We must indeed have the appearance of a most unnatural set of Clyda relations to bear silence so long, particularly after the receipt of your most kind & welcome letter written from Liverpool - appearances I confess are sadly against us but I need not say to you that the name of Mary Rogers & thoughts of her, have been constantly with us. A long letter I wrote to you shortly after hearing from Liverpool still stares me in the face here, but its date is so long past that it is not worth sending; as you may judge I waited for his reverences pen to join me, which he promised & intended to perform, but mens pens are not as womens pens. I suppose I ought to say they are vastly superior - your good father hospitably induced us to visit him with our whole party from Clyda, Uncle, Aunt, Kate, Uncle, Miss Gingen & three bairns - a most happy & cheerful time we spent at Rose Hill a particularly interesting and attachable spot it appeared to me - a perfect shower of Roses, enough to satisfy Moore himself - the children were in delight, & lived out except at meals. Dear Kate was most kind and added to all the comforts which children require, and which are seldom to be procured in a house where children are not, many luxuries which I should not have thought of giving them, - in short they were as country folks say "in clover".

We rejoice most sincerely my dearest Mary in the favourable & delightful accounts Kate gives us of your health I trust you will bring home with you a good store of strength & appetite, the latter being I think quite requisite to the former - you will I know be glad to hear that I am returning a good deal to my ritual habits, driving not too much, a greater distance daily, walking, & dining again with the family at half past 5 - I hope when you return to be able, without staying to consider about it, to take coach & set off to look at you."
"Your dear Uncle Mick is I thank God as well as usual, better we need not wish him to be - the three bairns growing fast, Johnnie immense- Annie keeping up to him, my dear Harry as usual a good & dear boy - the two elder learn to dance which I think of use to both, to Harry its prevents the awkwardness which creeps on boys of his age in a drawing room, & it proves in Annie a perfect restoration of strength as she is able to hop on one foot balancing herself, which she could not possibly have done twelvemonths ago - our friend Mrs Becher is in Carbery with her three dear little children. The son & heir is a noble fine creature, delightful to see a child so little likely to be a cause of anxiety to her - before closing this I will write a few lines to Miss Rickaby, believe me, dearest Mary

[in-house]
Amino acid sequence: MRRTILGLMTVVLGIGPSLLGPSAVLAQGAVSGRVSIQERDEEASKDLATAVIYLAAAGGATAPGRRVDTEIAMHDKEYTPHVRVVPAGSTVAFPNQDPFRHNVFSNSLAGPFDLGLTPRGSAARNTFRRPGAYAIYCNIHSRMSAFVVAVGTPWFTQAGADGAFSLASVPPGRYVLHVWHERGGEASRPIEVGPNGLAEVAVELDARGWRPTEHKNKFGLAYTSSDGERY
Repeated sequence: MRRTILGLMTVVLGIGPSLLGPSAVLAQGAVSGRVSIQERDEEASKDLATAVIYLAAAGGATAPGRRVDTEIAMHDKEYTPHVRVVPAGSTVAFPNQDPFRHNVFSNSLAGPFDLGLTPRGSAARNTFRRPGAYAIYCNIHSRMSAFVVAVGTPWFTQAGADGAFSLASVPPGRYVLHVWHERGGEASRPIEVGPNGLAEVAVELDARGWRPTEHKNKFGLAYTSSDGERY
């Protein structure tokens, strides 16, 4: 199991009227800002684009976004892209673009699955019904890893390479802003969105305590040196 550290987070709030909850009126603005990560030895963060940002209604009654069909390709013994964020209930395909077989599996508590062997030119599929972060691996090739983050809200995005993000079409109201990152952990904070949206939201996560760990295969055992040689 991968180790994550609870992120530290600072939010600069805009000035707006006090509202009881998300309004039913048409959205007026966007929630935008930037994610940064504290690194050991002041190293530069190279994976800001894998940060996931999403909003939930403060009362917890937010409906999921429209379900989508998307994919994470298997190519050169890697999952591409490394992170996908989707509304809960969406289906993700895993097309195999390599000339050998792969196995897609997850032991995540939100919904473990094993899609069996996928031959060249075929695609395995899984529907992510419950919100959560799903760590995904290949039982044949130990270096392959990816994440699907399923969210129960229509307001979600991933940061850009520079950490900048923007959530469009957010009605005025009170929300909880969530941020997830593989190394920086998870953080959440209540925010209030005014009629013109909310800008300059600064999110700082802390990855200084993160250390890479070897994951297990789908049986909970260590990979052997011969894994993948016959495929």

Ever most affectionately yours
Susan Becher"

"Clyda Mallow August 14th 1827

My darling Mary
The sun with some of its brightest rays passing through the opening of our shutters awoke me at 5 oclock some mornings of this summer, and my first thoughts were of you, when your aunt askd me when we might soon get a letter from Mary Rogers, and truly the post of the same day brought us one - you will be delighted to hear your Aunt has lately gained much strength and our Doctor assures her she is perfectly restored - the Baylys have appeared in Cork, Helena has announced her arrival to me - and though I do not from the caliber of her understanding, hold her accountable for much, yet I feel I should not do right in having her here, when she had acted unkindly to her mother, and written undutifully of that mother to me -

We passed some pleasant days with your Papa - Never have we had in Ireland days with such an appearance of a plentiful harvest, and a few weeks more of fine weather will fill our garners with all manner of precious stores - are you getting fat and does the sea breeze appetize you.

Bring home a fair portion of health, but leave behind you the tricks you will pick up at the Yorkshire fairs - Remember us kindly to Miss Rickaby and believe me from your own Uncle

M H Becher"